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Why you should encourage employees to get a flu shot

Flu season is here once again, and now is the time for all of us to take a simple, safe, highly effective step to prevent a disease that kills thousands of American men, women, and children every year. That precaution takes only seconds, is affordable and often free, but only half of eligible Americans take advantage of it: getting a flu vaccine. The flu vaccine doesn't just protect you, it protects everyone with whom you come into contact.

A man receives a flu shot from a nurse practitioner in the MinuteClinic at a CVS pharmacy in Fort Lauderdale, Fla.
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A man receives a flu shot from a nurse practitioner in the MinuteClinic at a CVS pharmacy in Fort Lauderdale, Fla.

Influenza—or flu—can make anyone sick, including healthy employees who are critical to business operations and continuity. Flu creates an unnecessary economic burden of more than $87 billion each year in the United States alone. Flu forces 31.4 million annual outpatient visits and more than 200,000 hospitalizations—not to mention up to tens of thousands of senseless, preventable deaths and disabilities. Businesses are in unique positions to leverage their influence to mitigate this annual cycle of disease through education, outreach, and employment practices.

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The Centers for Disease Control and Prevention—the CDC—which provides influenza guidance to businesses, communities, and individuals, recommends vaccination as the single best way to prevent flu.

Challenges—and what business can do

Employers play an important role in helping to protect employees' health and reducing losses in productivity and revenue. Each year, vaccines prevent more than six million cases of the flu and nearly 80,000 hospitalizations.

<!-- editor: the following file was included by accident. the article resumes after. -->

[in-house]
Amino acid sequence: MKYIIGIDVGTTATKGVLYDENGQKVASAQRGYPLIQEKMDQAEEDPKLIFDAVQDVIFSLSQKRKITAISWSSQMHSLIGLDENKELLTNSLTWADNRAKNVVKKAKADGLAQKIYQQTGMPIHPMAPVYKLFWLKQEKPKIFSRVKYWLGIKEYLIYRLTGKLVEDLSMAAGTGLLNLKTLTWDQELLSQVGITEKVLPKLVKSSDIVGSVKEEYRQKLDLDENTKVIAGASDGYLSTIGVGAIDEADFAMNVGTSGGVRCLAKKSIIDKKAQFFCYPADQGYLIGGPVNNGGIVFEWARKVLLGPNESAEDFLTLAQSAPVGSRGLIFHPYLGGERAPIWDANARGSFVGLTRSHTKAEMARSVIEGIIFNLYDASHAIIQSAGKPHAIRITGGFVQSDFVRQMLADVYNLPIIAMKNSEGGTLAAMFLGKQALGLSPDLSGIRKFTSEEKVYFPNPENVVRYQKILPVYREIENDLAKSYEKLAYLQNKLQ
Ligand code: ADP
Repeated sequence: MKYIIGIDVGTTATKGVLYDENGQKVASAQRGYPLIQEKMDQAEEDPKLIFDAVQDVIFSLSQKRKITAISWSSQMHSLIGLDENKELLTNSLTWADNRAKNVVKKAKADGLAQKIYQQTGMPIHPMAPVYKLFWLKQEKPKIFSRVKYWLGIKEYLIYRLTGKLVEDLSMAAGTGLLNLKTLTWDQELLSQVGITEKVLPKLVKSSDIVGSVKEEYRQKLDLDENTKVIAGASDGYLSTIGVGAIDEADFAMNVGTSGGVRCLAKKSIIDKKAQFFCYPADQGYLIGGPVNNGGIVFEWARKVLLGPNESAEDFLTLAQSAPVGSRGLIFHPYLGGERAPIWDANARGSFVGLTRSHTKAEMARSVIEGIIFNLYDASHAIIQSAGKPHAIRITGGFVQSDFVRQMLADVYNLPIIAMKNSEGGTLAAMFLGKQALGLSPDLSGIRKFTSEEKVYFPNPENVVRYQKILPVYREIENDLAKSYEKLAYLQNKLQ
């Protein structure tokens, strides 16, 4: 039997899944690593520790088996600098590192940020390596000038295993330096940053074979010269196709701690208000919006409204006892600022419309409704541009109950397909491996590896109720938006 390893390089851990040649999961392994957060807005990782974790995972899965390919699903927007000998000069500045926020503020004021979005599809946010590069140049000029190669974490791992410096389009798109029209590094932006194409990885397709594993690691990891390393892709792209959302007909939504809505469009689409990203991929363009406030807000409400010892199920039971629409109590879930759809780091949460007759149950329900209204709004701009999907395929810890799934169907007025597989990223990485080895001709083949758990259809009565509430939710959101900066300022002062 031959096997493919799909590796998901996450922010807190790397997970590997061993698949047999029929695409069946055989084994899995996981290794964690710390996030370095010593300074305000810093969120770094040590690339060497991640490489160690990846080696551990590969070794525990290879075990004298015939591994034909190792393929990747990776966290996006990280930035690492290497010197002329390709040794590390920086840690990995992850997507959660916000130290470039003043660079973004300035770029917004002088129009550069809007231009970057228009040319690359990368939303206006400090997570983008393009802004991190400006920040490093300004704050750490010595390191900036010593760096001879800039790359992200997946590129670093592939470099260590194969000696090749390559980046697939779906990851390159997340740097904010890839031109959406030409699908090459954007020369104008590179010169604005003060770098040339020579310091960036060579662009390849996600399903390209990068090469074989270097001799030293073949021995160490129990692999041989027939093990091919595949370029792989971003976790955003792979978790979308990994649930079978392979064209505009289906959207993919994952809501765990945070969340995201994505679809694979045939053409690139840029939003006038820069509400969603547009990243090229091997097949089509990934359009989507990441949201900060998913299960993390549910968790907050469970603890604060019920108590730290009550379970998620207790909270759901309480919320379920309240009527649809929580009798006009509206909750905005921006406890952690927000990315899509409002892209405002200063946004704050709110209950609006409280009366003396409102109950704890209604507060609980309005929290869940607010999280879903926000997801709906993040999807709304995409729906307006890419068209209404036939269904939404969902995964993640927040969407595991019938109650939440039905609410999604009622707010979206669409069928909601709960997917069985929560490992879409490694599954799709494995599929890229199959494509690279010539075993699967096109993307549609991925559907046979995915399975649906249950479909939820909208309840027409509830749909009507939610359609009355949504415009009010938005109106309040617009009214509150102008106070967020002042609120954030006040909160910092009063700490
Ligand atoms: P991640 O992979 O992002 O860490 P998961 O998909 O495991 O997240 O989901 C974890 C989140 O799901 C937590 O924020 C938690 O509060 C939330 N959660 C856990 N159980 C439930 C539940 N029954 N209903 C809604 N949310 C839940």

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Employers can lead by example, with senior leaders and managers getting vaccinated as early as possible themselves, then encouraging their staffs to do the same. I do this myself every year, as do my fellow leaders at Kaiser Permanente.

Businesses can educate employees about flu vaccine, address misconceptions about the vaccine—such as the myth that the vaccine can actually cause the flu (which is scientifically just not true)—and offer access to vaccination on-site either free or at minimal cost to employees. Businesses can also remind employees to take simple preventive steps to reduce the spread of germs, such as frequent hand washing. Businesses can help employees stop the spread of flu by having leave policies that encourage workers to stay home when they are sick. And businesses can partner with CDC and state and local health departments.

Flu prevention vital to healthy economy

People often minimize the flu as an annoyance to be endured. Far from it, influenza is a serious and often deadly disease. Flu- prevention efforts, like those led by CDC, help avert illness, hospitalization and death for Americans every year, and protect employers and the U.S. economy from billions of dollars in flu-related losses. The 2009 H1N1 pandemic was a wake-up call. More recently, the 2013 outbreak of H7N9 flu in China demonstrated how quickly influenza viruses can emerge, mutate, and spread. These situations were very real and alarming to the United States and to the world.

Collaborative efforts in the United States over the past five years have led to improved and expanded flu vaccine technology. Now, in the event of an unexpected flu virus outbreak, private-sector manufacturers have more flexibility and more capacity to produce more effective vaccines quickly. At the consumer level, vaccination options have proliferated since the 2009 pandemic, as pharmacy chains, retail stores, and myriad other partners offer low-cost flu vaccinations.

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Key advances in diagnostics over the past five years make it faster and easier to detect and quickly respond to flu, both in the clinical setting and in the nation's public health labs.

Now is the time for all of us to take two simple personal steps to prevent this deadly disease: Get your flu vaccine today, and urge your family, friends and colleagues at work to do the same. I have, and I ask you to do so too.

Commentary by Raymond J. Baxter, Ph.D., Kaiser Permanente senior vice president for community benefit, research, and health policy and CDC Foundation board member.